Supreme Court Gives Pennsylvania More Time to Tally Some Votes
WASHINGTON – The absence of a tiebreaker on the Supreme Court will allow election officials in Pennsylvania to count some mailed ballots received up to three days after Election Day.
A 4-4 deadlock among the justices let stand a ruling by Pennsylvania’s highest court that allowed for the extended counting time.
It is the first case since the death of Justice Ruth Bader Ginsburg that the court deadlocked without a ninth member. Judge Amy Coney Barrett is expected to be confirmed by Sunday.
Pennsylvania is considered a key battleground state in the 2020 presidential election and the results there will be closely watched until all ballots are counted.
Four justices — Clarence Thomas, Samuel Alito Jr., Neil Gorsuch and Brett Kavanaugh — voted in favor of staying the lower court’s ruling, while four — Chief Justice John Roberts, Jr., Stephen Breyer, Sonia Sotomayor and Elena Kagan — voted to uphold it.
Neither side explained the rationale behind their positions.
As for the underlying case, the Pennsylvania Supreme Court ruled that the three-day extension was necessary because of the coronavirus pandemic and delays in mail service.
It ordered the counting of all ballots clearly mailed on or before Election Day, and those with missing or illegible postmarks, unless “a preponderance of the evidence” showed the ballot was mailed after Election Day.
The ruling appears to be a victory for Democrats in Pennsylvania, who tend to vote by absentee ballots far more often than Republicans.
As of last Friday, Democrats in Pennsylvania had requested 1,755,940 ballots, and Republicans had requested 672,381, according to the Pennsylvania secretary of state’s office.
In The News
Eighteen members of Congress on Wednesday announced the formation of a new Congressional Caucus whose intent is to ensure that the priorities and concerns of cities and counties across America are heard on Capitol Hill. The bipartisan Congressional Caucus of Former Local Elected Officials was formed... Read More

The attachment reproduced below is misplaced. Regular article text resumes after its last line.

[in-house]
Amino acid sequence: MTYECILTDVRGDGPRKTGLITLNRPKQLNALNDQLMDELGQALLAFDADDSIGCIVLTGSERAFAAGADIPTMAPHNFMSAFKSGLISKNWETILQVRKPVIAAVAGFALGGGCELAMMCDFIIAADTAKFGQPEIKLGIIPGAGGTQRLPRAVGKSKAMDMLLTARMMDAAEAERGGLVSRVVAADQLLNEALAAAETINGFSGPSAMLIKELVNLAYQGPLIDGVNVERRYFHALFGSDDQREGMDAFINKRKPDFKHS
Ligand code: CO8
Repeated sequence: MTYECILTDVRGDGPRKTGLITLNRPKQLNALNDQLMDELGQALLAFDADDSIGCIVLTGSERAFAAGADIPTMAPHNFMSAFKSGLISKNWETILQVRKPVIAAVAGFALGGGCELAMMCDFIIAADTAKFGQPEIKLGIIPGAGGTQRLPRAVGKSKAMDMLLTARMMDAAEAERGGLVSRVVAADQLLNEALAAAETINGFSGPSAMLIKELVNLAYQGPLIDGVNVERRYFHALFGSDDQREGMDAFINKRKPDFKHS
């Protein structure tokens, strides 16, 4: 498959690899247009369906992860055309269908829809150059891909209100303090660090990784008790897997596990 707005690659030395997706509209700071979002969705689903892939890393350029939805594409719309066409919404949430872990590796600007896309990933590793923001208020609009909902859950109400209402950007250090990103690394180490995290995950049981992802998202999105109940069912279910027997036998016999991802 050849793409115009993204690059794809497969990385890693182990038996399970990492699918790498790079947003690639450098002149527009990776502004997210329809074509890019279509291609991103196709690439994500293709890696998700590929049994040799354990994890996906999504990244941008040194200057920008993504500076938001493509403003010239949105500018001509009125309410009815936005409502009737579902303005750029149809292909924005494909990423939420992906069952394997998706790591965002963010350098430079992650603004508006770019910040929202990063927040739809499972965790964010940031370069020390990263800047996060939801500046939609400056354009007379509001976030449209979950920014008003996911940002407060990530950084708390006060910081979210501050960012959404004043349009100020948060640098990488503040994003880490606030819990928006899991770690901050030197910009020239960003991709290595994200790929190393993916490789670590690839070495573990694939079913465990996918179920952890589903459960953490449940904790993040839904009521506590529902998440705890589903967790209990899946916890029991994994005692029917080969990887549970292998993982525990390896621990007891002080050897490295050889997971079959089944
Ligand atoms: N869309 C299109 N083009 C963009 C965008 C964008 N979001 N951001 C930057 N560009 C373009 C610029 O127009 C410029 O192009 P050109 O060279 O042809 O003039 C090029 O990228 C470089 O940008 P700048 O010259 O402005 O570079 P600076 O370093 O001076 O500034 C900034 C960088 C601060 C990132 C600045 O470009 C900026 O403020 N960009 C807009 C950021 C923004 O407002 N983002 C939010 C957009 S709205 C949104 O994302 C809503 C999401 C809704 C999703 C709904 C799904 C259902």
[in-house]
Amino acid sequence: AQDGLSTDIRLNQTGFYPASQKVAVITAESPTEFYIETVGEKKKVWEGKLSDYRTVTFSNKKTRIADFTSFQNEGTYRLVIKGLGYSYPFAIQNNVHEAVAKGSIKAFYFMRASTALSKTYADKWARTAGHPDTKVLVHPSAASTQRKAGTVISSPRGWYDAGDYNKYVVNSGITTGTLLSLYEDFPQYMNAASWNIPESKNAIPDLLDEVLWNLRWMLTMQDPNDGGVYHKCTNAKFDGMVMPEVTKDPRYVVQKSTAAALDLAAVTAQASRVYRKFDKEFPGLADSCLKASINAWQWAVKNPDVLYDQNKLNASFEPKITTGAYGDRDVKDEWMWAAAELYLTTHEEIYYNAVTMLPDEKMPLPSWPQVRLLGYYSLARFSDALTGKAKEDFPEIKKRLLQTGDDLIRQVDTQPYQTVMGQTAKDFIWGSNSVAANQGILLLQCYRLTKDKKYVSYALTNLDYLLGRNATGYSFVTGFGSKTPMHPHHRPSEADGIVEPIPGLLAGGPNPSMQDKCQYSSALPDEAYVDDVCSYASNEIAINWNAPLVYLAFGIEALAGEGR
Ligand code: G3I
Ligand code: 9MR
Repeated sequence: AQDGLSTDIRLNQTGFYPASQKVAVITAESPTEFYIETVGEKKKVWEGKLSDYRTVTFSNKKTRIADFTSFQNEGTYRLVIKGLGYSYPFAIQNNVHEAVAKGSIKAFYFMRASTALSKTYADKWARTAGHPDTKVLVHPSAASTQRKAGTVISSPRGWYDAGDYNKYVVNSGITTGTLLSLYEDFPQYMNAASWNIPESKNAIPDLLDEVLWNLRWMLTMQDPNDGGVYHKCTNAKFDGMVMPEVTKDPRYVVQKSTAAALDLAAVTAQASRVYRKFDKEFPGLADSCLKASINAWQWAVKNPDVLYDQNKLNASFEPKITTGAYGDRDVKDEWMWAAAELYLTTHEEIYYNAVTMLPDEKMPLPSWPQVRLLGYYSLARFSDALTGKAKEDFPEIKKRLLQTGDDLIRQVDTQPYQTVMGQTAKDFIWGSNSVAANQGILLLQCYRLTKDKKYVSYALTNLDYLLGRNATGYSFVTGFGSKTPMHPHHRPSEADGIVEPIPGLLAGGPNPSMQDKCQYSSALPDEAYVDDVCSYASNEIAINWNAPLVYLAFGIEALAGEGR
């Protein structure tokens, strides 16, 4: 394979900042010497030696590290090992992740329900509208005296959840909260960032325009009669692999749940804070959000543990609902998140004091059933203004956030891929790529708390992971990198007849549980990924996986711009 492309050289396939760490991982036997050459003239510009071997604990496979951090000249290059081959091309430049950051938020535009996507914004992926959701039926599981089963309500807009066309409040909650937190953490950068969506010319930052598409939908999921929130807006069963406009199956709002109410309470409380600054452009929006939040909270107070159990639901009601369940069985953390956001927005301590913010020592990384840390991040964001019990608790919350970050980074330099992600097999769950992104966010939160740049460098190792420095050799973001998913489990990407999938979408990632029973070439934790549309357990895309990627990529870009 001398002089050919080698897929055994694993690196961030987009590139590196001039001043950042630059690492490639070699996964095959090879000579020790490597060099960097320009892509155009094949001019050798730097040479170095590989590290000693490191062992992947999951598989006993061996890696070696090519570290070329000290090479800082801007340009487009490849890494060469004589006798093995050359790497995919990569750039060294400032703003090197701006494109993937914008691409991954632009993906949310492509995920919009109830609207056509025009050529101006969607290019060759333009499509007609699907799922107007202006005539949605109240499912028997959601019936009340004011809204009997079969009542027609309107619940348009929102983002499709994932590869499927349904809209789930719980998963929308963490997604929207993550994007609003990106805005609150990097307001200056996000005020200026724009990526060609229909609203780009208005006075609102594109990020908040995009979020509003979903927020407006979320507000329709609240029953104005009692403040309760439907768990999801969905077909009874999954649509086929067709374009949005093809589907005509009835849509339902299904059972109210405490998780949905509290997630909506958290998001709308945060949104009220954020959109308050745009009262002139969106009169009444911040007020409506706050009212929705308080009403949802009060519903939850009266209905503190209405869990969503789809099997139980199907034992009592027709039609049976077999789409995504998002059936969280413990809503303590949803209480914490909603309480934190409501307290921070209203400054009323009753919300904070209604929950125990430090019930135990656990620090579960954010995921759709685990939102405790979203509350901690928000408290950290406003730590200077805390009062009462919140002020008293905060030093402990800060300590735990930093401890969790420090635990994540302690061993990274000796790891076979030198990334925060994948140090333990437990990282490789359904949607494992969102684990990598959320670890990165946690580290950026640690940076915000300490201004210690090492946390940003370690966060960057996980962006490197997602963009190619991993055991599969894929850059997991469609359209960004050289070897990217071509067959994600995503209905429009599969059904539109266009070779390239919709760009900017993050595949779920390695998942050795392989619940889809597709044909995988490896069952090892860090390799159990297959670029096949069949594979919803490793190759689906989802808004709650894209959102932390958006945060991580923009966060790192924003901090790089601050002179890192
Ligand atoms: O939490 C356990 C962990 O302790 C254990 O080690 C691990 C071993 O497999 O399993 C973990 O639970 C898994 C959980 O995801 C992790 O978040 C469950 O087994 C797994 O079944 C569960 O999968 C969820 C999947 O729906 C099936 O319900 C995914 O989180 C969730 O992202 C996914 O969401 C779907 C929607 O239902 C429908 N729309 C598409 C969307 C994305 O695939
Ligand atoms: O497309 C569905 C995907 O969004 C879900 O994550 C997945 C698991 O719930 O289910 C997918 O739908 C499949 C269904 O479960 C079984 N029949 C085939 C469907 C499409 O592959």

Thirty-five states are at extreme or high risk of partisan gerrymandering, according to an in-depth report by the nonpartisan RepresentUs organization. The Gerrymandering Threat Index rates all 50 states, and its authors argue their findings underscore the urgent need to pass the redistricting reforms within the... Read More
WASHINGTON - A bipartisan bill to extend the Paycheck Protection Program to May 31 is gaining support in the House and the Senate and will likely be voted on before lawmakers head back to their districts at the end of the month. The proposal to extend... Read More
WASHINGTON - It’s hard to believe it’s almost that time of year again, but on Monday came word that the peak bloom for the cherry blossoms ringing the Tidal Basin in Washington is currently expected to occur April 2-5. That means the most vivid of blooms... Read More
LANSING, Mich. (AP) — Josh Venable, a longtime Michigan GOP operative and chief of staff to former U.S. Education Secretary Betsy DeVos, can trace the arc of the state's Republican Party clearly."This was the state where to be Republican was defined by Gerald Ford and George... Read More
NEW YORK (AP) — Manhattan District Attorney Cyrus R. Vance Jr. fought for a year and a half to get access to former President Donald Trump's tax records.Now, thanks to a U.S. Supreme Court ruling, he will soon have them. But what will that mean for... Read More